What the UK needs is responsible journalism to hold politicians to account and insist that government actions are fully scrutinised, says Mary MacCallum Sullivan.
On Saturday 19 October 2019, the House of Commons voted for the Letwin amendment to delay approval of the Johnson/EU Brexit deal until all the legislation has been scrutinised. Let’s look at the press response to this sensible proposal to avert a No-Deal exit.
‘How dare they! New plot to hijack Brexit,’ the Express screamed, saying it was ‘met with fury’ – ignoring the more than one million marching for a final say that very day, or the views of the majority of our elected MPs.
(Incidentally, of print outlets, only the Observer covered the march on its front page). The Mail decried a ‘sabotage’ and ‘hijacking’ – rather than the reality, which is vital scrutiny of a hard Brexit and a botched deal. The Times pushed the No. 10 line of Labour trying to ‘stop’ Brexit.
Parliament is doing its job of holding the executive to account, and of providing the checks and balance so necessary to the robust functioning of a democracy. But the press is failing us — something seen in the parlour games over Johnson’s extension letter – -focusing on the irrelevant points that his letter was ‘unsigned’ and a ‘photocopy’.
Within most of the media, we’ve seen the European Union characterised as a ‘big, bad Other’, undermining the ‘sovereignty’ of United Kingdom, imposing all sorts of checks and brakes on a ‘vassal’ state, rather than membership of the EU offering instead an association of partners in a grand (if deeply flawed) peace and mutual collaboration project.
Johnson himself as a journalist undertook a policy of trivialising the European project, and creating ‘fake news’ stories that proposed the Brussels legislators as fussy jobsworths looking for all the ways they could impose more ‘red tape’ on manufacturers and businesses. He was well paid to do so by a deep-pocketed press proprietor, one of many who resented the association of European nations.
This was not serious journalism, nor has the Johnson political project been any more serious.
Cameron’s decision to hold the referendum was undertaken for non-serious reasons – to rein in the Conservative party’s Eurosceptic wing. The Remain campaign was not taken seriously (why should we care about the internal Conservative Party dynamics?), while the Leavers spent prodigiously on a deliberately dishonest yet social media-literate onslaught that successfully manipulated voter despair and anxiety.
This was not serious democracy.
Brexit was, and still is, a Conservative project. Theresa May lost her majority in 2017, but never wanted or had the confidence of the House. She sought to avoid any meaningful input from Parliament, and this withholding of engagement was resented and resisted by the other parties and by the Speaker.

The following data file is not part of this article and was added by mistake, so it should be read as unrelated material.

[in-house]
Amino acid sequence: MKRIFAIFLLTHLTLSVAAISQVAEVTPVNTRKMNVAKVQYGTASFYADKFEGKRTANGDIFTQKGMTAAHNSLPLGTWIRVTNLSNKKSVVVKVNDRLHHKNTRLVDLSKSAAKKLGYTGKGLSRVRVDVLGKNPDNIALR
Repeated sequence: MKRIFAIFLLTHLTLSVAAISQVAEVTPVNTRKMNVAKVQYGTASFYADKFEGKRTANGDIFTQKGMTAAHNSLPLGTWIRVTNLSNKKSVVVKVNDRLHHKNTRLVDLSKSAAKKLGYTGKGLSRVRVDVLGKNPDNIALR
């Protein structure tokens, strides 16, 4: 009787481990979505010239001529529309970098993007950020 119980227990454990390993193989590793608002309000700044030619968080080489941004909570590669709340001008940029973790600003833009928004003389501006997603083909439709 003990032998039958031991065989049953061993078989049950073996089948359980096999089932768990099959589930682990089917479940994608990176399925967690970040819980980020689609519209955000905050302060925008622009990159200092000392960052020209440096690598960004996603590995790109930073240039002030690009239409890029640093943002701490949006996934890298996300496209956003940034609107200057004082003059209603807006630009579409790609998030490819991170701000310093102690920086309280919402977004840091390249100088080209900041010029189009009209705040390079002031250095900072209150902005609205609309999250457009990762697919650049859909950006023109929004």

Any Brexit plan based on a small majority in a binary referendum, nowhere near the normal requirement for major constitutional change of two-thirds, was always going to be divisive – evidence of an already divided electorate.
In any case, May’s personal style was never going to be collaborative, and her subservience to her right wing and the DUP determined the extreme form of Brexit that emerged from the negotiations.
The negotiations were never serious. No serious or meaningful vision of a post-Brexit UK, or of a post-Brexit relationship with the EU, was ever brought to the table or presented to the British electorate.
No meaningful consultations or discussion with the devolved nations of the UK was ever initiated. No attempt to put flesh on the bare bones of the electorate’s decision was ever attempted.
This is not serious democracy, and it is high time, in common with emerging movements around the world, that we took up the cause of serious democracy. In Hong Kong, in Lebanon, in a myriad of other countries around the world, people are marching, demonstrating, demanding a voice, demanding a meaningful economic, political and moral engagement with the urgent realities and practicalities of their situation.
They are demanding fairness, demanding an end to endemic corruption and the banditry of the global 1%, demanding to share in the decisions that affect them, demanding good governance.
‘How dare they?’
The responsibility for three years and more of distraction from more ‘serious’ political matters (righting the wrongs of Conservative/coalition austerity, the climate crisis, new constitutional and political arrangements, and a raft of other urgent injustices) lie firmly at the door of the Conservative party.
It is precisely the job and the democratic responsibility of the opposition parties and the House of Commons led by its Speaker to do what they can to stand in the way of a No-Deal Brexit or, indeed, any Brexit at all, to ensure that in the end the decision of the 2016 referendum is revisited now we have had time to absorb just what ‘Brexit’ really means.
What is revealed by the headline is just how complicit in this whole mess is the mainstream ‘British’ media. Now, more than ever, we call for serious, responsible journalism that engages with truth, evidence and balance.
How dare they, indeed?